Ask The Mompreneur: Negative Online Review? Advice From The Trenches

By Jennie Wong
The Charlotte Observer.

This week’s column features an interview with Christina Britt Lewis of The Redesign Company, a Davidson, N.C. home design firm.

Q: Getting a bad online review can feel devastating. I know you recently went through this experience and came through it in one piece. Can you share your story?

A: Entrepreneurs are artists. And artists take it personally. That is why receiving a scathing review hurts so much. We pour our hearts and souls into our work. Our work is a gift we feel compelled to give back to the world. When somebody criticizes our gift we question the worthiness of our gift and we question the worthiness of ourselves. It hurts. I launched The Redesign Company with my therapist husband in 2004. Together, we help people love what they already have all over again, and we are not just talking about the sofa.

As all entrepreneurs know or will know soon enough, we can’t please all of the people all of the time. We just can’t. When we found ourselves unable to please a new client not too long ago, I called to apologize, gave her a full refund, and sent a handwritten note wishing her well and apologizing once again.

And we all lived happily ever after.

I mean, and then she left us a scathing review on Houzz. Houzz is our most important online presence. More new clients find us there than anywhere else. Houzz reviews are a big deal for us.

My reaction was to:

I cried and sang “Shake it Off” into a spatula in my kitchen. More than once.

I wrote to the powers that be at Houzz and asked them to remove the review. I explained that we refused to take on her project and fully refunded her deposit. They explained that anybody you even talk to about a project is free to leave a review. I explained that by their policy my mother, the lady in line behind me at Trader Joe’s, and my hairdresser are free to leave a review. I have not heard back from them and the review still stands.

The shadow proves the sunshine. I found the beauty in the story. It’s always there if you look hard enough. When I finally found it, I wrote a blog post about the whole thing that became our most viral post ever and resulted in more new clients than any Houzz review ever.

Crying helps. Sometimes you just need to let yourself lose it.
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As business owners and mothers, we hold it all together for everyone else. We are the soother of souls and the solver of problems. We do this for the people we work with and the people we live with. When your soul needs soothing and your problems need fixing it helps to cry all of that hurt and anger and sadness out of you. Cry until you are empty. Focus on the solution, not the problem. Fighting Houzz got me nothing but frustrated. Repeat after me, “Grant me the serenity to accept the things I cannot change, the courage to change the things I can, and the wisdom to know the difference.”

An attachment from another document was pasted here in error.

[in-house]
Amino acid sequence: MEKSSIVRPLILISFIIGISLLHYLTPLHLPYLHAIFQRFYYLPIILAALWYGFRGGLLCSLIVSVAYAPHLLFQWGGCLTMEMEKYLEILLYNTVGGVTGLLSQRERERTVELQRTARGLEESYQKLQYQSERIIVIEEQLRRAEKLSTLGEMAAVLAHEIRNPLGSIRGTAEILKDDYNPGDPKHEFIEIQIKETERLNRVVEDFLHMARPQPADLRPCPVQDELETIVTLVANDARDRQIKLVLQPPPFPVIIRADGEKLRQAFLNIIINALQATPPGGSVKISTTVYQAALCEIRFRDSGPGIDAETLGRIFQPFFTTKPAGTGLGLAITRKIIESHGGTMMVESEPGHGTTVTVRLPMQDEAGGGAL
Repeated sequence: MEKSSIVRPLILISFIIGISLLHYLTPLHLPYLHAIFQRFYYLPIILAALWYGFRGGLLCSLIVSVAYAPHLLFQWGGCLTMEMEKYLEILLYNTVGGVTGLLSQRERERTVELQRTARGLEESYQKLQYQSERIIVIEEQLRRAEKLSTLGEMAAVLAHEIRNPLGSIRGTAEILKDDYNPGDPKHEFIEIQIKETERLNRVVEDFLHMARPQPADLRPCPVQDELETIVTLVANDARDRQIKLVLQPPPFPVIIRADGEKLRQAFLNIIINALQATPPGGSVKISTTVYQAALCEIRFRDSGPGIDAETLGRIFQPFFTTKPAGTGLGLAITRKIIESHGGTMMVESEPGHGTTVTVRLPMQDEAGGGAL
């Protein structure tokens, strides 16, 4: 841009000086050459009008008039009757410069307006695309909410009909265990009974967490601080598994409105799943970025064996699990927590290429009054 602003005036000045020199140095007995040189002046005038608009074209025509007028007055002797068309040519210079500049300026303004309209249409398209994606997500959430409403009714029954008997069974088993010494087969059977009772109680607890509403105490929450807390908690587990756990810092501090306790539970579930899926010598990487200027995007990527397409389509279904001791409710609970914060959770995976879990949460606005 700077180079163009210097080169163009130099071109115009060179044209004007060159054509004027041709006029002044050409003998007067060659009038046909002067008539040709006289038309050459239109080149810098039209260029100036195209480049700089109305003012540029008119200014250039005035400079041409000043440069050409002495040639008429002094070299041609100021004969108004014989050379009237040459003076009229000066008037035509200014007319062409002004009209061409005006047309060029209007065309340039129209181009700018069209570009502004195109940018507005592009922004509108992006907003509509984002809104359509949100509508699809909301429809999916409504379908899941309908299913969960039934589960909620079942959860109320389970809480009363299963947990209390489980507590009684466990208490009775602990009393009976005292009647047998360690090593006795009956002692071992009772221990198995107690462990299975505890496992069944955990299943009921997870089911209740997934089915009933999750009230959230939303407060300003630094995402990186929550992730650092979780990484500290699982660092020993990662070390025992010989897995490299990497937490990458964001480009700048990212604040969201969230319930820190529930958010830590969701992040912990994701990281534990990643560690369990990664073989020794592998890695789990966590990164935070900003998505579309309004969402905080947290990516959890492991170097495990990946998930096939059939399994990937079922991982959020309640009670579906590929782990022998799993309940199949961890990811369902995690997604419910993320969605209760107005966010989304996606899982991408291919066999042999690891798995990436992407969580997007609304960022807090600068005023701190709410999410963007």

Use your power for good.
This is when all of that time you have spent building your platform pays off. Use your blog or your public response to make a little lemonade. Your tribe will have your back. Admit your mistake and apologize. We all make mistakes. There is no shame in mistake making. The truth is, you did let somebody down. Say so. Own it. Take responsibility. The details don’t matter.

Resist the urge to defend yourself.
Responding well is not about telling your side of the story, it’s about showing your tribe that they are smart to trust you. This is an opportunity to show them that you will tell the truth and work hard to right wrongs, no matter what.

Keep on daring greatly.
In the words of Theodore Roosevelt, “It is not the critic who counts; not the man who points out how the strong man stumbles, or where the doer of deeds could have done them better. The credit belongs to the man who is actually in the arena … who spends himself in a worthy cause; who at the best knows in the end the triumph of high achievement, and who at the worst, if he fails, at least fails while daring greatly.”

And remember, we are powerful when we talk about what we love. Love wins.
Jennie Wong is an executive coach, author of the e-book “Ask the Mompreneur” and the creator of the product quiz website

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